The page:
The political travels as well as travails of Imran Masood, an influential young Muslim politician of the Saharanpur region in Western Uttar Pradesh reflect the plight of leaders belonging to the community in the state. The current year has seen Masood switch from the Congress to the Samajwadi Party and now to the Bahujan Samaj Party, in a desperate bid to remain politically relevant.
His recent political gyrations are particularly telling since he has, over the past decade, been seen as a promising Muslim leader with a large personal following among his community in and around Saharanpur.
Indeed, many political observers saw Imran Masood as the political successor of his uncle Rasheed Masood —nine times Member of Parliament, five terms in the Lok Sabha and four in the Rajya Sabha. Masood senior was regarded as one of the most powerful Muslim leaders of Western Uttar Pradesh and was widely respected successively in the Lok Dal, Janata Party, Janata Dal, Samajwadi Party and the Congress.
Despite his uncle favouring his own son Shadan Masood over Imran, it was the latter who emerged over the past decade as taking over the legacy of the Masood family and rising rapidly as a Congress leader.
No Electoral Success in Masood’s Congress Stint
Known to be extremely close to Priyanka Gandhi Vadra, the young Muslim leader became Uttar Pradesh Congress vice-president, member of the Advisory Council of the party state unit, and National Secretary of the All India Congress Committee. However, despite his personal popularity and rise within the Congress, Masood proved to be extremely unlucky in elections.
After winning his first election as an independent candidate from Muzaffarabad in the 2007 state assembly elections, he has repeatedly failed to win both assembly and parliamentary polls on a Congress ticket despite getting a sizeable number of votes each time but once in the 2012 state assembly polls, Masood got over 36 percent votes but was narrowly defeated by the BSP candidate Dharam Singh Saini by less than two percent votes.
In the 2014 Lok Sabha polls, when the Muslim leader provoked controversy and even got arrested after threatening while campaigning to chop up Narendra Modi into pieces if he tried to replicate Gujarat riots in Uttar Pradesh, he nevertheless managed to get over 34 percent votes in Saharanpur but was defeated by a few percent votes by the BJP candidate.
He was pipped to the post once again when contesting the 2017 assembly polls from Nakur by his old rival Dharam Singh Saini, now defected from the BSP to the BJP by barely one percent margin.
Election analysts felt that each time Masood had fallen short of the winning post by a small margin because of sabotage by his uncle Rasheed Masood who despite being in Congress, wanted to promote his son.
In the 2019 Lok Sabha polls,however, there was a grand reconciliation between uncle and nephew, apparently brokered by Priyanka Gandhi herself but it was too late because the electoral alliance between the BSP and SP consolidated the entire Muslim vote behind them.
Masood and the Shift in Muslim Tide in UP
For the first time in his electoral career, the vote percentage of Masood contesting from Saharanpur once again slumped to barely 16 percent, coming a poor third behind the winning BSP and runner-up BJP candidates.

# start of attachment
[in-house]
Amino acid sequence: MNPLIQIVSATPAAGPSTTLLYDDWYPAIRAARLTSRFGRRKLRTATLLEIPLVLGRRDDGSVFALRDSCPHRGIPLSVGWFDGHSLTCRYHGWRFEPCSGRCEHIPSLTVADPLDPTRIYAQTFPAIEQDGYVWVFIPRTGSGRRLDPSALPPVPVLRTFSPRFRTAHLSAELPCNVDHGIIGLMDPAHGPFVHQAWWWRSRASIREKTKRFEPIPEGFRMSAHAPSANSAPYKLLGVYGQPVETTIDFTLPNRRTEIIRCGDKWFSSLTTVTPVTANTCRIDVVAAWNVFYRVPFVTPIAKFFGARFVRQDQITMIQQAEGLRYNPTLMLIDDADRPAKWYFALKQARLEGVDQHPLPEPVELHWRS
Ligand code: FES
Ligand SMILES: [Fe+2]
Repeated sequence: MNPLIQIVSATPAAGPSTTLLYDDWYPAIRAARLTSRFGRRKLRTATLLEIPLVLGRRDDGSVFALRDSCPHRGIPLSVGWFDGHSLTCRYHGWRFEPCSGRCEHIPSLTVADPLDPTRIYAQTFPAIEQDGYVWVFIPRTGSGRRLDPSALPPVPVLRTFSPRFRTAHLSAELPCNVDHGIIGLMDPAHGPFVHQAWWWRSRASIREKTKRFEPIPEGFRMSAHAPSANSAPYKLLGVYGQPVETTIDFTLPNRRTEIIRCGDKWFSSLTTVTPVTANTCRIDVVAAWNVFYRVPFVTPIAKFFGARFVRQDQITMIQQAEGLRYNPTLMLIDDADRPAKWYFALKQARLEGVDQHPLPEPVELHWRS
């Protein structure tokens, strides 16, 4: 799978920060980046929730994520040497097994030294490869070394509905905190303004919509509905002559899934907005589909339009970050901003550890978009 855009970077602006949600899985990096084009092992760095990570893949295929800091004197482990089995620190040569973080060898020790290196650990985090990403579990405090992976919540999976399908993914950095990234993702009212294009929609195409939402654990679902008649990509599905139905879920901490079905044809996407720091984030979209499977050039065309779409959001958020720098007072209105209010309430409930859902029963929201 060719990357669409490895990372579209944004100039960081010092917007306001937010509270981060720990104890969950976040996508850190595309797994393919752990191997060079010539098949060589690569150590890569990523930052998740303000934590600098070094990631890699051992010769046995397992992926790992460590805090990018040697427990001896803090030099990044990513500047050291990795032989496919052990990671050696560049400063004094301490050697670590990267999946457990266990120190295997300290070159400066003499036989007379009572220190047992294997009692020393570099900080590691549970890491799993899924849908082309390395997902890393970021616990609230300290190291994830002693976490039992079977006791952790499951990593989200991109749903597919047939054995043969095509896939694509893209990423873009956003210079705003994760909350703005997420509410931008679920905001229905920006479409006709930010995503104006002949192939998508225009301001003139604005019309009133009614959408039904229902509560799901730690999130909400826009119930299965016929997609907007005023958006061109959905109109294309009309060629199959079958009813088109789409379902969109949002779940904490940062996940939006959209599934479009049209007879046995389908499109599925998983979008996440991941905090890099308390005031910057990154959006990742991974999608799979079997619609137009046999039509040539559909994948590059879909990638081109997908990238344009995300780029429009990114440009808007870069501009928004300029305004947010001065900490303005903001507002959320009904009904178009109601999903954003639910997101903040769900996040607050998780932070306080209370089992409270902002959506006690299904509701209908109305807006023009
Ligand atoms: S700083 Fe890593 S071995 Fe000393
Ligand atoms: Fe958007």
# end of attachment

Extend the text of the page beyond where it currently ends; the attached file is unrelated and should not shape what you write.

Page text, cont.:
Three years later, just before the Uttar Pradesh assembly polls earlier this year, as more and more Muslims gravitated to the Samajwadi Party alliance in Western Uttar Pradesh and other regions in the state as well, Masood decided to quit the Congress and join the Samajwadi Party after failing to broker a deal between the two parties.
Before leaving the Congress, he praised his mentor Priyanka for her hard work but said that he was joining the Samajwadi Party because it seemed to be the only credible force to defeat the Yogi Adityanath-led BJP juggernaut and “save democracy”.
Unfortunately, for the hapless Muslim leader, the move to the Samajwadi Party turned out disastrous. Apparently, SP supremo Akhilesh Yadav’s close aides advised him that Masood had lost his appeal among Muslim votes and neither he nor his followers were given election tickets. The Samajwadi Party alliance did well getting over 35 percent vote but winning 125 seats far short of the BJP in the elections which turned out to be a bipolar contest wiping out the BSP and the Congress. Masood was himself out in the cold and bitterly told correspondents “I have been treated like a dog by the Samajwadi Party!”
The Muslim leader joining the BSP which has made him the party coordinator of Western Uttar Pradesh is not surprising but the prospects for both Masood and his new party does not look particularly bright. In fact, political observers in Lucknow feel that the BSP is now a faded, jaded political force with its leader the once almighty Behenji Mayawati reportedly under the threat of corruption cases by the central agencies.
“It is an open secret that Maywati who gave the maximum number of tickets to Muslims in the last elections is acting on behalf of the BJP to split the Muslim vote wherever possible. The induction of Imran Masood in the BSP may have the same agenda”, remarked a senior Lucknow journalist.
The tragedy of Imran Masood is also the tragedy of the Muslim community in Uttar Pradesh who despite numbering 40 million and nearly 20 percent of the population have been unable to maneuver electoral politics to its advantage and shake off the shackles of an openly repressive regime.
(The writer is a Delhi-based senior journalist and the author of ‘Behenji: A Political Biography of Mayawati’. This is an opinion piece. The views expressed above are the author’s own. The Quint neither endorses nor is responsible for the same.)
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